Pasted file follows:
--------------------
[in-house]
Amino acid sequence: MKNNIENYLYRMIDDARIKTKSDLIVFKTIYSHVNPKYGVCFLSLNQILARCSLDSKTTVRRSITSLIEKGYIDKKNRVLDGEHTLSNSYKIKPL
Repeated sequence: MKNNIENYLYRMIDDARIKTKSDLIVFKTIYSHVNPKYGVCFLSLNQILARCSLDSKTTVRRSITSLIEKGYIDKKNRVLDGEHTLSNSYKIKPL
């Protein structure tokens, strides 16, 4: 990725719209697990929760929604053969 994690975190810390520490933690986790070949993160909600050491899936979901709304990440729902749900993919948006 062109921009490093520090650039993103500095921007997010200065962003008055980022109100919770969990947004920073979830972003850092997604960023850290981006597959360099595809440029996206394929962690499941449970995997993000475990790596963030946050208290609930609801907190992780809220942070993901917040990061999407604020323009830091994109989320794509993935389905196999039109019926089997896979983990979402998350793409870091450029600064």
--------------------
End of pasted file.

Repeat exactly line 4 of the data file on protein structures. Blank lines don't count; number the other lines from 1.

């Protein structure tokens, strides 16, 4: 990725719209697990929760929604053969 994690975190810390520490933690986790070949993160909600050491899936979901709304990440729902749900993919948006 062109921009490093520090650039993103500095921007997010200065962003008055980022109100919770969990947004920073979830972003850092997604960023850290981006597959360099595809440029996206394929962690499941449970995997993000475990790596963030946050208290609930609801907190992780809220942070993901917040990061999407604020323009830091994109989320794509993935389905196999039109019926089997896979983990979402998350793409870091450029600064």